"The outlines of prior interrogation practices, and many of the details, are public already," he said. "The use of enhanced interrogation techniques, begun when our country was responding to the horrors of September 11th, ended in January. For the CIA now, the challenge is not the battles of yesterday, but those of today and tomorrow."
As the inspector general's report was coming out, the Obama administration announced that it had created a new High Value Detainee Interrogation Group that will handle the questioning of high-level prisoners. It will be led by the FBI and will be restricted to using techniques outlined in the Army Field Manual on interrogations, which senior administration officials said provides "adequate and effective means" of questioning.
"The new policies proposed by the task force will allow us to draw the best personnel from across the government to conduct interrogations that will yield valuable intelligence and strengthen our national security," Holder said in a written statement. "There is no tension between strengthening our national security and meeting our commitment to the rule of law, and these new policies will accomplish both."
Two former CIA operatives welcomed that news, telling CNN that the spy agency got into the business of questioning prisoners only after al Qaeda's attacks on New York and Washington. Gary Berntsen, a former CIA agent who served in Afghanistan during the U.S. invasion that followed 9/11, said questioning prisoners was "a distraction" for the spy agency.
"I didn't think we should be in the business of doing that," Berntsen said. "Later, the FBI did end up in that business. Unfortunately, this has been a problem."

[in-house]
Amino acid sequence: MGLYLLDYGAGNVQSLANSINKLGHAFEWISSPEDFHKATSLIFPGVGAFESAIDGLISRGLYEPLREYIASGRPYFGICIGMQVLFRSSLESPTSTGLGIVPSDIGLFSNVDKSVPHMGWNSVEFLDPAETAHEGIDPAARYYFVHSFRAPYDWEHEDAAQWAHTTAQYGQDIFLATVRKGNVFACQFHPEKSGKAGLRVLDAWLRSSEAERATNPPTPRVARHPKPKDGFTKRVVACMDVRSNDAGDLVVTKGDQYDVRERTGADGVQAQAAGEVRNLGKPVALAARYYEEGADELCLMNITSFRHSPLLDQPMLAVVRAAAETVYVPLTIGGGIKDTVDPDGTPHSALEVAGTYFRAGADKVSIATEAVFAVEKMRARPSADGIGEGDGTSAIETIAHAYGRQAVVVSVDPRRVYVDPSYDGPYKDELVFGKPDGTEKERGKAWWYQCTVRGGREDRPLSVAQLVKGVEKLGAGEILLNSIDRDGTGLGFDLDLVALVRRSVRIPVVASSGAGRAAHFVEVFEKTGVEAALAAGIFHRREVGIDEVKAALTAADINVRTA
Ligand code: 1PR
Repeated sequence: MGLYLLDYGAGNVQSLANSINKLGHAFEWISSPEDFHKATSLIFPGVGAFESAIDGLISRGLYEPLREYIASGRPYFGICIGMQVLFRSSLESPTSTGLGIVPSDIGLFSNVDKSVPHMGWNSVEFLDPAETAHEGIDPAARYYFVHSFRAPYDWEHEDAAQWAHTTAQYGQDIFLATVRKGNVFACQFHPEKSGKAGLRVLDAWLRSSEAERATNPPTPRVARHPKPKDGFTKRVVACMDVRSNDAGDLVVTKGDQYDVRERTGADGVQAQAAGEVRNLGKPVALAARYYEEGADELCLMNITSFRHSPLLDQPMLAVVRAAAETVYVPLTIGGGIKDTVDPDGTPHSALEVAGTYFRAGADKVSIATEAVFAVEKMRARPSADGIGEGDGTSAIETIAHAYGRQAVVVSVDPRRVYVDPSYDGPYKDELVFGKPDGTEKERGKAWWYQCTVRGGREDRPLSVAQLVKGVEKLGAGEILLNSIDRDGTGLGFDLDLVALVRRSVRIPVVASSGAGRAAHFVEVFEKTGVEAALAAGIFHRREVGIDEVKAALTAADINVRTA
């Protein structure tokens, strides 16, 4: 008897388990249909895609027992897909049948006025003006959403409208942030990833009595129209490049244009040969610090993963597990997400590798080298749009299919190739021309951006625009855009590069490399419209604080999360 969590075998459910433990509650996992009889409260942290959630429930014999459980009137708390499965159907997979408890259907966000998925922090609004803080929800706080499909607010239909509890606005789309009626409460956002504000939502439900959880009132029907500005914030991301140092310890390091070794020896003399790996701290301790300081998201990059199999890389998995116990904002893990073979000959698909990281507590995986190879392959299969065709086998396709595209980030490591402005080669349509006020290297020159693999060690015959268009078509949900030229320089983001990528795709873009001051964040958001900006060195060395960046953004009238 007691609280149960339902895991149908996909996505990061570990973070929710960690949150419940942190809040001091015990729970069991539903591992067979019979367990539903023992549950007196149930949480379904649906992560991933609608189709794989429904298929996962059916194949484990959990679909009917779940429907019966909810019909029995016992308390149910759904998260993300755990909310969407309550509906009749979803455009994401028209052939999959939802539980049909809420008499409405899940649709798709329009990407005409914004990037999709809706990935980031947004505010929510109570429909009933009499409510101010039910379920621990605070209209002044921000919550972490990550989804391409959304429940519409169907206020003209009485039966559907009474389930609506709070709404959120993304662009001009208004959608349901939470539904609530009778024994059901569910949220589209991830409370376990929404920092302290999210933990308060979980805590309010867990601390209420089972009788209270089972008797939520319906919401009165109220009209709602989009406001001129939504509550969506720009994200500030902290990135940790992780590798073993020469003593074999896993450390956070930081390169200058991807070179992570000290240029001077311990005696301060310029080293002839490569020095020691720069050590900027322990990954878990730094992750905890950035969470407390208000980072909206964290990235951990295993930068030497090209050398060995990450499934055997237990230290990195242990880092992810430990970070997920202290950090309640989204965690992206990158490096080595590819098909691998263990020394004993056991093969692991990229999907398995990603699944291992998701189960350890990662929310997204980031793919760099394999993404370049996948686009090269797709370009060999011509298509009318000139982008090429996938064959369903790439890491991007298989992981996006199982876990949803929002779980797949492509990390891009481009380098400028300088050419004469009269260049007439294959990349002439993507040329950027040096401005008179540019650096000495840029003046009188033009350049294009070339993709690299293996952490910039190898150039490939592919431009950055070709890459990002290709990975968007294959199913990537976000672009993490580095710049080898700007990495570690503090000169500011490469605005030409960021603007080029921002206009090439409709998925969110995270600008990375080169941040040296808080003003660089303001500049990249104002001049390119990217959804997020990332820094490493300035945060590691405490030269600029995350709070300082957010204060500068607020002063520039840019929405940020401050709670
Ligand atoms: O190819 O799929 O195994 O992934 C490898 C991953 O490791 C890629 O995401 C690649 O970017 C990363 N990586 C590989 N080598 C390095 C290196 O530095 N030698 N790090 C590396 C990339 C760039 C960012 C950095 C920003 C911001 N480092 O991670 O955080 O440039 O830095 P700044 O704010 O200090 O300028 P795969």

And Robert Baer, a former CIA officer who served in several Middle Eastern countries, said the FBI interrogates people "for a living."
"They're very good at it. They're very good at making sure they don't cross the boundary lines," Baer said. "The CIA traditionally has gone out and recruited sources, not through coercion, and you know, it does very well when it does that."
According to the inspector general's report and officials familiar with its contents, the drill and a gun were used to threaten Abd al-Rahim al-Nashiri, the suspected plotter of the 2000 bombing of the USS Cole, while interrogators told accused September 11 mastermind Khalid Sheikh Mohammed that "if anything else happens in the United States, we're going to kill your children."
In the incident in which a gun was fired in the next room, the report states, "When the guards moved the detainee from the interrogation room, they passed a guard who was dressed as a hooded detainee, lying motionless on the ground, and made to appear as if he had been shot."
CIA spokesman Paul Gimigliano would comment on specifics of the inspector general's report, but said all the incidents described in it have already been reviewed by prosecutors.
"The CIA in no way endorsed behavior -- no matter how infrequent -- that went beyond formal guidance. This has all been looked at. ... That's how the system was supposed to work, and that's how it did work," Gimigliano said.
A former intelligence official who is familiar with the report said that while it "reaffirmed" the interrogation program, it "also showed some had strayed off center." The official said that when CIA leadership found out about the drill incident, they were "angry as hell" and called it "nickel-and-dime foolishness" that was not tolerated.
The individual who used the drill was pulled from the program and "sharply reprimanded," the official said.
The interrogations took place in the CIA's secret prisons before 2006, when then-President George W. Bush moved all detainees from such facilities to the Guantanamo Bay prison camp in Cuba. The Bush administration has previously acknowledged that it authorized what it called "enhanced" interrogation techniques against suspected terrorists there, arguing they produced valuable intelligence without violating U.S. laws banning torture.
Critics say some of the techniques that had been authorized -- such as the use of waterboarding against al-Nashiri, Mohammed and fellow al Qaeda captive Abu Zubayda -- clearly violated international law.
CNN's Pam Benson and Elaine Quijano contributed to this report.